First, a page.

Finance Magnates spoke with Jeff Ward, Global Head of EBS Direct for his exclusive perspective on both the group’s central liquidity system, as well as its risk management practices, namely in regards to its handling of the Swiss National Bank (SNB) event earlier this year.
1. Take me through the events of the CHF aftermath and how was this different for EBS?
The EUFCHF was one of the traditional core currency pairs that we have trading on EBS Market. When something happens to core EBS pairs, the USDJPY, EURUSD, etc., it happens here first and there is a subsequent ripple in the market. In a way we are heavily leaned upon, and many others in the market are reacting off of our platform.
Our opinion in that perspective is unique. What we saw after the Swiss National Bank (SNB) decision was extremely high volumes, record EURCHF volumes within an hour of the SNB. This was one of the busiest days in EBS Markets, generally speaking in the last few years. It was definitely the busiest EURCHF day in the last four years.
2. Were there any issues or problems with your system, and how did it perform in the face of massive volatility?
However, despite these large volumes, our system performed exactly as it should, and we spent lots of money insuring that we had sufficient capacity, etc. There were no issues of any kind and interestingly we saw pricing and two-way markets up and down the move and all the way back up until the market equalized. We had a two-way market and we did not see any extended period of time without a price on either side of the market.
Generally speaking, we are the market reference readers for the EURCHF, and we saw a lot of clients coming to us, banks and non-banks confirming markets highs and lows and asking for EBS Market data, which we were able to provide very quickly which was well appreciated by our clients.
EBS Market’s systems performed very well from our perspective and obviously an impact to customers and our customer’s customers. However in terms of the functionality of our system on the day, there were no issues whatsoever. Moreover, our central order book on EBS Direct we had no issues and pricing throughout the move.
3. Have you had any types of feedback surrounding the reception of your central liquidity or reference rates?
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What this also demonstrated very clearly was – based on responses from our customers – in times of stress in the market, the importance of having a central pool of liquidity was paramount. In times of low market volatility, the fragmentation of the market works fine, you have multiple choices of which to use.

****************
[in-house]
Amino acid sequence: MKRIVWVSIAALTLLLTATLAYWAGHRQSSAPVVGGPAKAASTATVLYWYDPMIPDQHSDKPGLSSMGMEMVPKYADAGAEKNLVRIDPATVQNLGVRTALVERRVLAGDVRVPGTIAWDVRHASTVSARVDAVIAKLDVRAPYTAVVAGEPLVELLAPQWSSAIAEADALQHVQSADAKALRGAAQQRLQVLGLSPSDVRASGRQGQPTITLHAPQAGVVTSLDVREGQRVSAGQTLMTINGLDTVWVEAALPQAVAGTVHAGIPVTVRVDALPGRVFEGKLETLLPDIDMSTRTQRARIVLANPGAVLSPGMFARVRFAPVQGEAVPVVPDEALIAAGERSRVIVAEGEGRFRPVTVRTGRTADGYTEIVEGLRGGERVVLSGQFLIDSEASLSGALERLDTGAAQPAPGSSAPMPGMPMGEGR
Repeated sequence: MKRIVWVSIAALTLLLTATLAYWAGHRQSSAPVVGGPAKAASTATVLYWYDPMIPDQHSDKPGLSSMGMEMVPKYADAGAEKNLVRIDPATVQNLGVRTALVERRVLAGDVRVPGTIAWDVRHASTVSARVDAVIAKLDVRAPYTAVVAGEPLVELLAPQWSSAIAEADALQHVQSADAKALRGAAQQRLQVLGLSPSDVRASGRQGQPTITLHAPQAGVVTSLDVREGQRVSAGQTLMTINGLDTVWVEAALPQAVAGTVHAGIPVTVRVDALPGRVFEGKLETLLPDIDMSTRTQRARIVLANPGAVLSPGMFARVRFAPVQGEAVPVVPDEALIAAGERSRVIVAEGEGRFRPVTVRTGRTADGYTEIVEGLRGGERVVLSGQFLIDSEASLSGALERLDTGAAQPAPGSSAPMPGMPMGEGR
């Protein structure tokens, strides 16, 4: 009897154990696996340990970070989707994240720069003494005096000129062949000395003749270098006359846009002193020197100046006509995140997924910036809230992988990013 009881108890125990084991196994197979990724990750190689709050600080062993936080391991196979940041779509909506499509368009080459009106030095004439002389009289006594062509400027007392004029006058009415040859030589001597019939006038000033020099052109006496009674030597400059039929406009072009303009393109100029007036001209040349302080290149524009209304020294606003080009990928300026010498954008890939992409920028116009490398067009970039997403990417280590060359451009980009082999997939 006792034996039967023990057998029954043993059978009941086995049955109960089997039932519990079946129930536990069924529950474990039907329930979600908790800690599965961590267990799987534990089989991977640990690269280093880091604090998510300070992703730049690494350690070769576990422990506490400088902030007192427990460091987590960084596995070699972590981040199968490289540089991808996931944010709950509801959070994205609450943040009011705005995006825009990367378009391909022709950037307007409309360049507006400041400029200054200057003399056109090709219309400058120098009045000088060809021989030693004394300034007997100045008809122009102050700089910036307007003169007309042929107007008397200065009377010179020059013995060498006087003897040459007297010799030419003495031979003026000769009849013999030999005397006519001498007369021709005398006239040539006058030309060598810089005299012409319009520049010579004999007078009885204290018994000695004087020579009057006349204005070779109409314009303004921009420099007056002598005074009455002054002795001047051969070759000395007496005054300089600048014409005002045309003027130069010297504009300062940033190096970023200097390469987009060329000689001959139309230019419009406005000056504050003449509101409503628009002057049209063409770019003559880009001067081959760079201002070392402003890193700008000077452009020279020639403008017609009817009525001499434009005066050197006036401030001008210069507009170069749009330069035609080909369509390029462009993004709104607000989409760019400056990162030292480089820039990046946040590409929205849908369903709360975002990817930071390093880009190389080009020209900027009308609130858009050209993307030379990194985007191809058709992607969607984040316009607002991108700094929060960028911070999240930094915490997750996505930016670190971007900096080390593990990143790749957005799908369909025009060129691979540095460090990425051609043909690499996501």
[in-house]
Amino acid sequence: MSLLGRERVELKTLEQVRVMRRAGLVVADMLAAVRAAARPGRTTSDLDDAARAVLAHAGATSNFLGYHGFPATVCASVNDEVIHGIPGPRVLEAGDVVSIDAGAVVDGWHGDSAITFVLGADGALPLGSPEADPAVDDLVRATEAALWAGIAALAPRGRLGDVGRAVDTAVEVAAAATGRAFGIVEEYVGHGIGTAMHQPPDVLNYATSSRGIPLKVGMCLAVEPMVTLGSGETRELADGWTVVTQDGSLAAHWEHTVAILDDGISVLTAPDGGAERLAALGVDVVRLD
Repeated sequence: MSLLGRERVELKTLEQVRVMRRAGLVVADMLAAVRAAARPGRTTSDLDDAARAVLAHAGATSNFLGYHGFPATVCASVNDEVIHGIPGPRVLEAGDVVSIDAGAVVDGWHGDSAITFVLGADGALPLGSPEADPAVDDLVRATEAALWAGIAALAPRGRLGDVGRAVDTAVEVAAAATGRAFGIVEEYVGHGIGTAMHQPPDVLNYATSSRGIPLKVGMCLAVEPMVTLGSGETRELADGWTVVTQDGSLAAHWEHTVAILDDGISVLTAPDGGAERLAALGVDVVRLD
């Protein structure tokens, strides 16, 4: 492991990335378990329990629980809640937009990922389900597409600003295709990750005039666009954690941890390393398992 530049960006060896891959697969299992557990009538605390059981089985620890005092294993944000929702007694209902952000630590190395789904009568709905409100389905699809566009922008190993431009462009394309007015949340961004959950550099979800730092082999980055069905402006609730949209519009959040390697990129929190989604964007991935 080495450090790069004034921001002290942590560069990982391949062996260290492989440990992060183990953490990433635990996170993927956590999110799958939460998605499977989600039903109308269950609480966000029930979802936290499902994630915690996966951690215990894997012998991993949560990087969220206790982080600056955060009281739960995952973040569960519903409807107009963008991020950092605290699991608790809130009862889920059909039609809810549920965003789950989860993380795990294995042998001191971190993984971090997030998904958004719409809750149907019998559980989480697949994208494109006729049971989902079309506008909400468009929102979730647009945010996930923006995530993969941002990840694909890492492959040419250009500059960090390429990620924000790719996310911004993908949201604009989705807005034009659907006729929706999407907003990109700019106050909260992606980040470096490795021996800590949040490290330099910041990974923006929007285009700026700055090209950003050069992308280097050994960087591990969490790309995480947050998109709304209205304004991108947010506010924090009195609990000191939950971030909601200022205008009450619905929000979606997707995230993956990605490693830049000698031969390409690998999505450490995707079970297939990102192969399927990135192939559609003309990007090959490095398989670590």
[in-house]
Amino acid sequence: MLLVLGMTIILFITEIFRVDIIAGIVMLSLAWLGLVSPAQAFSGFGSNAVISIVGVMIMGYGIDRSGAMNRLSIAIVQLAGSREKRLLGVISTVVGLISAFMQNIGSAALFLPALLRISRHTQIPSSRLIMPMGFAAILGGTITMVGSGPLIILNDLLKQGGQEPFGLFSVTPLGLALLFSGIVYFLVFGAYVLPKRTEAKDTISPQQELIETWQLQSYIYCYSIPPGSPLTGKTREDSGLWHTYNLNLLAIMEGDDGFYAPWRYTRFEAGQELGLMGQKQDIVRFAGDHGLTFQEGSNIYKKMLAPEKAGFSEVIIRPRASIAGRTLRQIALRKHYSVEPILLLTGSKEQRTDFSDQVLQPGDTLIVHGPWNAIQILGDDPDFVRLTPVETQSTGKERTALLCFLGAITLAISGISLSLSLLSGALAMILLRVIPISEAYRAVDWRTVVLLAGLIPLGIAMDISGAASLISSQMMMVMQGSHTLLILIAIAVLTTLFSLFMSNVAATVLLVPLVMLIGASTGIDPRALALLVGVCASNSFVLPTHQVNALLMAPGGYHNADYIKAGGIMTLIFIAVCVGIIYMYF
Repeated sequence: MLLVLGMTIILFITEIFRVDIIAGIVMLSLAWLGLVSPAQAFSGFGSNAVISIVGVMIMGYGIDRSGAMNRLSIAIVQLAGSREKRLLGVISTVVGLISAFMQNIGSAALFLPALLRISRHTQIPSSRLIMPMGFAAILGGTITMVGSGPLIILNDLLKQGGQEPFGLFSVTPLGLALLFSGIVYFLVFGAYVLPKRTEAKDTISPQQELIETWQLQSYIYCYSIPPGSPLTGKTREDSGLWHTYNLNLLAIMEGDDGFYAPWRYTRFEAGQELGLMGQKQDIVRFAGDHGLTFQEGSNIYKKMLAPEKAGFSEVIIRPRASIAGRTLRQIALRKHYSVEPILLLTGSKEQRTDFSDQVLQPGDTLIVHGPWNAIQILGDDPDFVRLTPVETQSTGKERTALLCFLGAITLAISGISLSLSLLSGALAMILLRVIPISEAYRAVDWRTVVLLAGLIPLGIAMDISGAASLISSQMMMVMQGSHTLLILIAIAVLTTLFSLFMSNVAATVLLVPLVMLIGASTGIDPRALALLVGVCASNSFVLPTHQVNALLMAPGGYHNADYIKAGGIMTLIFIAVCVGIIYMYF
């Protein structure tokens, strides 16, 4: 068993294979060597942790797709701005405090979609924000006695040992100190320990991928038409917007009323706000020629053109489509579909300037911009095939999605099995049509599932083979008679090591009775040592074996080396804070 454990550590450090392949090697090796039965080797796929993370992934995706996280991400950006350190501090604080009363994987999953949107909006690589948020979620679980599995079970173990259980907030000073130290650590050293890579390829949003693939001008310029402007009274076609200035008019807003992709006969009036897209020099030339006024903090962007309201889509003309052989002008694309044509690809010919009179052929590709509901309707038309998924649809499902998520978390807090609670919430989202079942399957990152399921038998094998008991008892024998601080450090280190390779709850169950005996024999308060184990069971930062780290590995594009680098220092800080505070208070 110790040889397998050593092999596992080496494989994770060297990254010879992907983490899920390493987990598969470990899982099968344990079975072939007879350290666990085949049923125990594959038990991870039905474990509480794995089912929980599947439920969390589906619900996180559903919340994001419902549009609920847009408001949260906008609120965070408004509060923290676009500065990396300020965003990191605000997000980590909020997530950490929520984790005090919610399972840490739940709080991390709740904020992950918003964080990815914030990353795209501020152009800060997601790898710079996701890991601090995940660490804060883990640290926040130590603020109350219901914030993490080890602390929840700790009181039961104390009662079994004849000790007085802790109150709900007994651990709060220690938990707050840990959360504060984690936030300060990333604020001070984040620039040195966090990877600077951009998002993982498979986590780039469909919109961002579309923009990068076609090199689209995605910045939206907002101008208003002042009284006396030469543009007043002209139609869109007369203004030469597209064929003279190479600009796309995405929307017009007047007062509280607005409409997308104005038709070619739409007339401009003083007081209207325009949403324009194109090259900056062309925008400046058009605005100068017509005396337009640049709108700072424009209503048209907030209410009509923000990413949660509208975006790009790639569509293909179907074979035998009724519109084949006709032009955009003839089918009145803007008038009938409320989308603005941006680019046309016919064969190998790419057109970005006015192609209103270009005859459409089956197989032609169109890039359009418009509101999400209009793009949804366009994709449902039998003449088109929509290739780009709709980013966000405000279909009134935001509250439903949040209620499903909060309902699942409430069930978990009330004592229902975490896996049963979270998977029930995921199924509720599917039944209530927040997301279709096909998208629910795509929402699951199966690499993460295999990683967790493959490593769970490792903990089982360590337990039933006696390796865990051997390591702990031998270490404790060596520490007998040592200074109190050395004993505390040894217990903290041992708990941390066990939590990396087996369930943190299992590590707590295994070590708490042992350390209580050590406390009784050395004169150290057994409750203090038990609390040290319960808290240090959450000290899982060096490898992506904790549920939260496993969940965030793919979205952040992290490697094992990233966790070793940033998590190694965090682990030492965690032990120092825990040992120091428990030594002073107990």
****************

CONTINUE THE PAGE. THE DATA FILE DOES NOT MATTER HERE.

However, when things get rough, the value of having a central place to trade with centralized liquidity that people know they can rely on has proven to be invaluable. If there were no EBS or central place for liquidity, then the impact of the Swiss volatility would have been much, much greater. This event has reminded people of having a central limit order book like EBS.
Given the massive moves seen in markets, there were a lot of banks and brokers, and professional trading participants that either had to fill client orders, had stops triggered, or had taken profits that needed to be executed. If there was no central reference rate, how could anyone do this on their own respective platforms? It is possible that certain types of customers will now want to seek access to a central pool of liquidity given if this happens again, direct access may be an additional source of liquidity is a tremendous asset.
4. Will your strategy or risk management change as a result?
We have a forty-year history of operating in this market environment. Having been with the company for over ten years I have personally seen a global financial crisis, and some the many issues with Lehman brothers, etc. We have busy days and others where we have done only 50% or in some cases 100% of volume on top of our January trading day following the CHF event.
We have the framework in place to accommodate nearly three times the volume we saw during the event in January. That being said, we need to continuously invest and look at making sure we have a resilient and robust system.
I think one thing we might do is looking at access to our marketplace. This is merely the carrying on our tradition of being there for other brokers or providers, which we will look to do into the future as we always have been.
5. Do you feel that the industry itself, whether it be regulation, etc. will be changed at all by the fallout surrounding this volatile episode?
Obviously the landscape is reviewing the regulatory environments already with Dodd-Frank, MiFID, etc. There are increased reviews taking place already in the industry even before this event. Though this will continue to support reviews or changes on the regulatory side.
However, on a global level, I do not see how this will change anything on a global perspective in spot FX – you won’t be seeing a globally regulated spot FX market. Certainly you will see regional regulatory suggestions, though I am not sure we will see massive and sweeping changes other than what has already been started in prior years.